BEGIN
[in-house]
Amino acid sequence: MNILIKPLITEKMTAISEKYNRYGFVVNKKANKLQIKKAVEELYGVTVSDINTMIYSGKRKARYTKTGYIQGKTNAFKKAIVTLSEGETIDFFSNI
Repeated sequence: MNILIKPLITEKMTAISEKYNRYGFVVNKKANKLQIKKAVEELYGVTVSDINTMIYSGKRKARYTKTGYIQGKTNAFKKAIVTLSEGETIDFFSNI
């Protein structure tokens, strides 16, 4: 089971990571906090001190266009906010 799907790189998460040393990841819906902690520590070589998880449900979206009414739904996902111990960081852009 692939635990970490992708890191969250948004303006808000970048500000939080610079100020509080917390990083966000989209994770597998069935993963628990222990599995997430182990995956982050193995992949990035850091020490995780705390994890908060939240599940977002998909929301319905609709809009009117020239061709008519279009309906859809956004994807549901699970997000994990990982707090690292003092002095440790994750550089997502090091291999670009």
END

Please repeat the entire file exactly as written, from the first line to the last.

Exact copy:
[in-house]
Amino acid sequence: MNILIKPLITEKMTAISEKYNRYGFVVNKKANKLQIKKAVEELYGVTVSDINTMIYSGKRKARYTKTGYIQGKTNAFKKAIVTLSEGETIDFFSNI
Repeated sequence: MNILIKPLITEKMTAISEKYNRYGFVVNKKANKLQIKKAVEELYGVTVSDINTMIYSGKRKARYTKTGYIQGKTNAFKKAIVTLSEGETIDFFSNI
């Protein structure tokens, strides 16, 4: 089971990571906090001190266009906010 799907790189998460040393990841819906902690520590070589998880449900979206009414739904996902111990960081852009 692939635990970490992708890191969250948004303006808000970048500000939080610079100020509080917390990083966000989209994770597998069935993963628990222990599995997430182990995956982050193995992949990035850091020490995780705390994890908060939240599940977002998909929301319905609709809009009117020239061709008519279009309906859809956004994807549901699970997000994990990982707090690292003092002095440790994750550089997502090091291999670009």